While many people have likely never heard of him, Li Ning, the company's founder, is one of the most famous athletes in China.

Few in that country can forget the impressive sight of Li Ning, himself in a track suit of his own design, being hoisted up at the Bird Nest stadium to light the torch during the opening ceremony of the 2008 Beijing Olympic Games.

Li Ning was undoubtedly one of the top Chinese brands domestically, and it too had global aspirations. Shortly after the Olympics, it opened its first overseas office close to Nike's headquarters in Portland, Oregon.

After just a few years, the subsidiary had to shut down.

When asked why this initial investment in the US failed, Craig Heisner, vice-president of digital operations, explains: "I don't think the original plan adequately presented the heritage of Li Ning as a major Chinese brand founded by a famous Olympian who rose to the top".

Heisner went on to explain that "Li Ning did not promote this fact, and then went right into a fiercely competitive overseas market going directly against the likes of Nike and Adidas".

The athletic apparel industry already has several major lifestyle brands. People have a strong affinity to purchase familiar brands they identify with, and Li Ning was not one of them.

Unlike Jianlibao, Li Ning has had a second chance to build a business overseas - it recently went digital in a joint-venture with Chicago-based Acquity Group.

Unlike its first foray into the US market, Digital Li Ning is solely an e-commerce store without any physical retail outlets.

According to Heisner, "we are choosing a business model that gives us more control over how our products are positioned".

E-commerce will enable Digital Li Ning to shape American consumers' perception of the brand throughout the entire buying process.


Image caption,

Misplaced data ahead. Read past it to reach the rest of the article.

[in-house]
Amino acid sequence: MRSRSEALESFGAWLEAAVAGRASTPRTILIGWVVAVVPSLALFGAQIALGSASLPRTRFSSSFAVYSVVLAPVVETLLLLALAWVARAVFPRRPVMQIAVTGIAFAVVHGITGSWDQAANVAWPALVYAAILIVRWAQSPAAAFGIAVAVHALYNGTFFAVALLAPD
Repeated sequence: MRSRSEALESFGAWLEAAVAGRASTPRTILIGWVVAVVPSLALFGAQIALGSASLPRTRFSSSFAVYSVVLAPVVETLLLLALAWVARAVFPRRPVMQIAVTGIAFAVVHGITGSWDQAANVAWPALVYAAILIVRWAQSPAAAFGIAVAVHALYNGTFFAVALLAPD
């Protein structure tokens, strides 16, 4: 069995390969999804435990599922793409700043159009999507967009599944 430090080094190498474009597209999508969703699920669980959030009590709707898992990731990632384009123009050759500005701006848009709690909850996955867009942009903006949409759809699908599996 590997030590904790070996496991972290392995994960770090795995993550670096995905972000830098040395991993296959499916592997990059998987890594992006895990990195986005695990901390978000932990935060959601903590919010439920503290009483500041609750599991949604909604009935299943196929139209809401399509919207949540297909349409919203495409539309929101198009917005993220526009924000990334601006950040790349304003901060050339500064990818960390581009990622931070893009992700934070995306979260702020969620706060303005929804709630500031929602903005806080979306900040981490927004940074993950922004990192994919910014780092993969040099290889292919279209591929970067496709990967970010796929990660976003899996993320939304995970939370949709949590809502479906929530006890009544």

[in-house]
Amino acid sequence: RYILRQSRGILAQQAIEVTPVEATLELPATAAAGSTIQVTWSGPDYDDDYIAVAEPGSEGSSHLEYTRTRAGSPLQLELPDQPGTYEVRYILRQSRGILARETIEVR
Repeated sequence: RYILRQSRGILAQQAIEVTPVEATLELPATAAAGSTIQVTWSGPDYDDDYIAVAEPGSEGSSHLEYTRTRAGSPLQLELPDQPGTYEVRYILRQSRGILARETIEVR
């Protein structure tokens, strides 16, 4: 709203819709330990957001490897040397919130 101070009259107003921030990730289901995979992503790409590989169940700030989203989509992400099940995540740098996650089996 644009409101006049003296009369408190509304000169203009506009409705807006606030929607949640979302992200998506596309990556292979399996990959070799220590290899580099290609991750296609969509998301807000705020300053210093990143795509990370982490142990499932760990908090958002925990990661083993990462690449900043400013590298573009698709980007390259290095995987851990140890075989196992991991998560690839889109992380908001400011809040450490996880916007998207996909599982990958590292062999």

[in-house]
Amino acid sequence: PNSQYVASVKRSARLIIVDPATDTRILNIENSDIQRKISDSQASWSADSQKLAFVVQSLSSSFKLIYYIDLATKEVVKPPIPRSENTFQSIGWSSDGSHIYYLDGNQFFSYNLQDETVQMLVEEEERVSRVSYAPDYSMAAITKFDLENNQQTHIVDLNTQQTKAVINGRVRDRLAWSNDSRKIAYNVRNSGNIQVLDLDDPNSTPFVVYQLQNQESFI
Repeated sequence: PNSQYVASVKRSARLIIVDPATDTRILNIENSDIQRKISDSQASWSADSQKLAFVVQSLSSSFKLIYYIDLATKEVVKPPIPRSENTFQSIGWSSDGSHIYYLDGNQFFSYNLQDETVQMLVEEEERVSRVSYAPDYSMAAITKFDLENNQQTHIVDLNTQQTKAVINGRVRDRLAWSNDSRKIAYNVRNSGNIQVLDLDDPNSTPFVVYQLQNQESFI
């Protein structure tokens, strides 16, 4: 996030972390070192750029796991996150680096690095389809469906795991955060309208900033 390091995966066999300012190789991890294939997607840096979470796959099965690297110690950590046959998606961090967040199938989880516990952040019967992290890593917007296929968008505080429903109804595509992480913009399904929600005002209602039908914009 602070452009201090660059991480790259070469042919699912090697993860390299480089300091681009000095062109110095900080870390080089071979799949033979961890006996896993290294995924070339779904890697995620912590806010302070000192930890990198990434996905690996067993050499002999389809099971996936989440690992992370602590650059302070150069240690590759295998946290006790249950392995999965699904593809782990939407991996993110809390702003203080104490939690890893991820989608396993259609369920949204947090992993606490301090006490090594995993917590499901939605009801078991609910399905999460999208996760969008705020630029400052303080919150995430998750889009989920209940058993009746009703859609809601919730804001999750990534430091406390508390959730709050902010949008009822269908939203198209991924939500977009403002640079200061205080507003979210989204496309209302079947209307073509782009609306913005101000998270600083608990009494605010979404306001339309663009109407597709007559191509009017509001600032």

Lenovo has been able to build an image of itself as an international company

"We are a global company with roots in China. Because of our acquisitions over the years, we are actually 'from' many different places", says David Roman, chief marketing officer of Lenovo.

It is a huge PC company, and until now, has been best known for its acquisition of IBM's PC division and Thinkpad brand in 2005.

It also acquired German PC-maker Medion in 2011 and recently formed a joint-venture with Japan's NEC.

Three main factors have contributed to its success in building its brand overseas.

"Our organisational structure is undoubtedly one of our key strengths," Mr Roman explains, "it allows us to effectively create a global framework to market the Lenovo brand within the local context of the markets we operate in."

It has headquarter functions distributed across Beijing, Paris and Raleigh, North Carolina.

Beyond its organisational structure, Lenovo focuses globally on the youth consumer segment which it defines as ages 18-34.

"We find that consumers in this demographic share many similarities across cultures given their level of connectivity and openness to new experience."

The final factor is its leadership team comprised of technology executives from over six countries.

While many Chinese companies seek to emulate Lenovo's global brand success, the examples of Jianlibao and Li Ning demonstrate that such aspirations are impossible to achieve without sufficient attention to marketing.

The fact remains that for many Chinese companies, their high-speed business growth outpaces the growth of their brands.